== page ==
China's top economic planner confirmed on Tuesday that it has approved a pilot greenhouse gas emission rights trading scheme in seven provincial regions in an effort to encourage carbon emission reductions.
The municipalities and provinces given the green-light include Beijing, Tianjin, Shanghai, Chongqing, Shenzhen, Hubei and Guangdong, an official with the National Development and Reform Commission told Xinhua under the condition of anonymity.
However, the official refused to elaborate on the pilot scheme. Details such as how the scheme will work and how long it will last are not available.
According to a statement posted on the official website of the Chongqing municipal government (www.cq.gov.cn), the pilot program is an important means for realizing China's emission reduction targets, while minimizing costs.
Compared to levels in 2005, a total reduction of 1.74 billion tonnes of carbon dioxide emissions occurred from 2006 to 2010 as the power sector adopted measures to reduce coal consumption while raising the efficiency of the use of electricity, according to a report on the sector's emission reduction released Tuesday.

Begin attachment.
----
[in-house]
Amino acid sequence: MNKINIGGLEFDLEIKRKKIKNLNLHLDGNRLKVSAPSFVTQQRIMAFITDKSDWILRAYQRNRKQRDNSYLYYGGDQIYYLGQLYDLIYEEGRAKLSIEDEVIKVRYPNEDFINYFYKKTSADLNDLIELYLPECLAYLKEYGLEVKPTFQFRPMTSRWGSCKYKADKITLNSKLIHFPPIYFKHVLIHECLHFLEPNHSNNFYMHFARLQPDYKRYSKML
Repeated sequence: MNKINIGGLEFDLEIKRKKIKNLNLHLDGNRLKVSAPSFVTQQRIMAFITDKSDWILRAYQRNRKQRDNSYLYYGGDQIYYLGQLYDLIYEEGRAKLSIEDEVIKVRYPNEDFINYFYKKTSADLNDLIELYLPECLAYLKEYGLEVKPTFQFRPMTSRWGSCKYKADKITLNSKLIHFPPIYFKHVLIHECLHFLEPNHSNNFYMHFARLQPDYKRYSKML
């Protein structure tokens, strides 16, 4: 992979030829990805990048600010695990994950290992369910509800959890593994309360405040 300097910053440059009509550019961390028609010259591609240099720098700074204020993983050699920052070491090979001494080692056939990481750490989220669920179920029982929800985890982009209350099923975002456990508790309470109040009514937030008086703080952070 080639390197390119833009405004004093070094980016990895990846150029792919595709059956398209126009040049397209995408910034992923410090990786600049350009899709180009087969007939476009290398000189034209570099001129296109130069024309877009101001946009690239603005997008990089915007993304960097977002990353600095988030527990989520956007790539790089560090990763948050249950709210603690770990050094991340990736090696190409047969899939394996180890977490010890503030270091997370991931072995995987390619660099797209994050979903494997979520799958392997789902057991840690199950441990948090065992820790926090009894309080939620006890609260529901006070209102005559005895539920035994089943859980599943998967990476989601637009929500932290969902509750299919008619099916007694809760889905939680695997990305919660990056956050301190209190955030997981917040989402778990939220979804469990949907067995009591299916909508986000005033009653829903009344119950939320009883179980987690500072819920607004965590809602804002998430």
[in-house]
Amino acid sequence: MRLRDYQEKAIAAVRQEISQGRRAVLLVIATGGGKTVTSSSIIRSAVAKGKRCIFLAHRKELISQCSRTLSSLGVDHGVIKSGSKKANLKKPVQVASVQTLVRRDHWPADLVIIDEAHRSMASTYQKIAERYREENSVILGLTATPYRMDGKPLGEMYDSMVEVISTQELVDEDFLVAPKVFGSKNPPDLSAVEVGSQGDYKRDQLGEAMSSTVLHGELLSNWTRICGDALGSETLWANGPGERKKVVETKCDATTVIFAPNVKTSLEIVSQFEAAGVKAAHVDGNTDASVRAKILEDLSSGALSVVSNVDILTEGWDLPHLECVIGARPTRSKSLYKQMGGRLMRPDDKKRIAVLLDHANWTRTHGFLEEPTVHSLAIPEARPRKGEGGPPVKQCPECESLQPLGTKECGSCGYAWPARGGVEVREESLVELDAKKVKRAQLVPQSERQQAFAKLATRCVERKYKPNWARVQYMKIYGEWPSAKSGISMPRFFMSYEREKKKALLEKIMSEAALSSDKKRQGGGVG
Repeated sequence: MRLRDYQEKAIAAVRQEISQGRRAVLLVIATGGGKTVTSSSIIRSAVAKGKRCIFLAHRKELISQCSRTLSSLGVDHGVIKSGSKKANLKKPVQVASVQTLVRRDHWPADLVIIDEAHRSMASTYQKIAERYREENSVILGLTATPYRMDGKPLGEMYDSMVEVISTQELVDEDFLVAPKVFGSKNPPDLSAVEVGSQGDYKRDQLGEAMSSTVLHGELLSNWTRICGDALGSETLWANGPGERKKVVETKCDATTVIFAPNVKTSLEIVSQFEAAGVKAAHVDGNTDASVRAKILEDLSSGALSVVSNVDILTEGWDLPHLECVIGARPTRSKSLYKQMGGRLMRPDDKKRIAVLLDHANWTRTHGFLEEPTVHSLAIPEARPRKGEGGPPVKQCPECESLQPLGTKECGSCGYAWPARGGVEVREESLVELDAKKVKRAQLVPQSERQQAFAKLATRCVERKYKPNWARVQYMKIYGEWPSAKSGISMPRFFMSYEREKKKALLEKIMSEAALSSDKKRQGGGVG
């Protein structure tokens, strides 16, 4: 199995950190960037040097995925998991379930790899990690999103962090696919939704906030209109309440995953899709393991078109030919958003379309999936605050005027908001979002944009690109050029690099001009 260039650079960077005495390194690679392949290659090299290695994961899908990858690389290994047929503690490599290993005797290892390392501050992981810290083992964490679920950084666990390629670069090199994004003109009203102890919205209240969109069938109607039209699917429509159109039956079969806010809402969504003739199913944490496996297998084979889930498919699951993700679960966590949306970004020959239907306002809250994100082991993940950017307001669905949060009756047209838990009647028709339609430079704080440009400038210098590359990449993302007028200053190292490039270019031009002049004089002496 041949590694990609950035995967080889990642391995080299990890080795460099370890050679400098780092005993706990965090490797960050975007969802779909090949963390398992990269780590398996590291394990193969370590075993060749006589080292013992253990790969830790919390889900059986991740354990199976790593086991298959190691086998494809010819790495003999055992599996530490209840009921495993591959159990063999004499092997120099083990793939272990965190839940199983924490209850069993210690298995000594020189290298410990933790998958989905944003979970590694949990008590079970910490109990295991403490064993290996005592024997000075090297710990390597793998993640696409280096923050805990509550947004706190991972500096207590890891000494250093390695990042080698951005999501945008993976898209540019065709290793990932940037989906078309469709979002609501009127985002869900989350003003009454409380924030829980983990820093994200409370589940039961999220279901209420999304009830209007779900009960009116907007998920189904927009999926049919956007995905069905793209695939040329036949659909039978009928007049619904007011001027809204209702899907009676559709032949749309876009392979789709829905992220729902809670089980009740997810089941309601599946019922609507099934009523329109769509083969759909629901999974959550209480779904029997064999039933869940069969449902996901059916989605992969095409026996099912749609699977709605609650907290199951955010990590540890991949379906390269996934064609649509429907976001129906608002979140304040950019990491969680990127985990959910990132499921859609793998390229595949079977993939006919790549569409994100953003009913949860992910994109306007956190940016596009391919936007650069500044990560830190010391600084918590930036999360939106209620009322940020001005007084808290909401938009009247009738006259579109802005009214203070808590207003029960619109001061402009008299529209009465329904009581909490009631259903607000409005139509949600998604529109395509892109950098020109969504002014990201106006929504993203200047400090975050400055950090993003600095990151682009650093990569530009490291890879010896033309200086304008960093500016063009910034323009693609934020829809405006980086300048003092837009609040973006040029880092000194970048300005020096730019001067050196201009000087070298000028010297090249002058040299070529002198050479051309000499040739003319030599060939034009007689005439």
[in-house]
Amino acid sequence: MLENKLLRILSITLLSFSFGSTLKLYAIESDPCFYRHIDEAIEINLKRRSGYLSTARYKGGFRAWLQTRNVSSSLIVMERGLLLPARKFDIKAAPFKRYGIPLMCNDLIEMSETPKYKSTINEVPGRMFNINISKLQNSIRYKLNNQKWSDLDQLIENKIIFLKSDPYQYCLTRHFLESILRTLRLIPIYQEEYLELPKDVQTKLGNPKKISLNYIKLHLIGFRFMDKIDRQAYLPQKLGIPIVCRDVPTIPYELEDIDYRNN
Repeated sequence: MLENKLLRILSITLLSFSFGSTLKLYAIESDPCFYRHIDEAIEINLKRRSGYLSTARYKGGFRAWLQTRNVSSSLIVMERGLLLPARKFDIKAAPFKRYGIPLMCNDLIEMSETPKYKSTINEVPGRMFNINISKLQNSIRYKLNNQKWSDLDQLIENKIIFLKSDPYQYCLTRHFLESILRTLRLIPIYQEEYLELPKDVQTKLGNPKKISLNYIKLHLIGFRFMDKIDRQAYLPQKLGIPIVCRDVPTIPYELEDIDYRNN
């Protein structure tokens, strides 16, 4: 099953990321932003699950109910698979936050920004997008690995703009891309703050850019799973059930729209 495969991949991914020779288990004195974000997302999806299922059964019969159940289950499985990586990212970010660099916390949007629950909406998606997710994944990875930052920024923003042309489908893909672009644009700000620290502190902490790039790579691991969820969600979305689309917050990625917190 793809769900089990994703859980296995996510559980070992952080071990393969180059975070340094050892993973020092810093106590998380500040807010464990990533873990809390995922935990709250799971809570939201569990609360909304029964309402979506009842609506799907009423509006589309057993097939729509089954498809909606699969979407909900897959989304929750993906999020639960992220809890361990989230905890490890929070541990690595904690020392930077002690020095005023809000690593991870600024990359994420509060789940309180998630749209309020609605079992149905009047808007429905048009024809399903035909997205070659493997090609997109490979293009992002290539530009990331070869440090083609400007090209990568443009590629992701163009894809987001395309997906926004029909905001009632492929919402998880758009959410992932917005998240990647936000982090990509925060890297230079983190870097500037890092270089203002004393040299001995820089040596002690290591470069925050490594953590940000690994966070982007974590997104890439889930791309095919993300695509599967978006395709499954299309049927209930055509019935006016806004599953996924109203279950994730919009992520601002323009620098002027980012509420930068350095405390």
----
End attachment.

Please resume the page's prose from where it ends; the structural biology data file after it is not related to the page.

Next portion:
In 2010, the country saw 1.6 million fewer tonnes of smoke emissions from electricity-generating utilities, marking a 31.9 percent reduction from 2009, said the report.
Additionally, sulfur dioxide emissions were reduced by 29 percent in 2010 compared with 2005 levels.
By 2020, the country has pledged to reduce carbon dioxide emissions per unit of GDP by 40 to 45 percent compared to 2005 levels.
According to a white paper China issued Tuesday, the government will prioritize global climate change during its 12th Five-Year Plan period (2011-2015).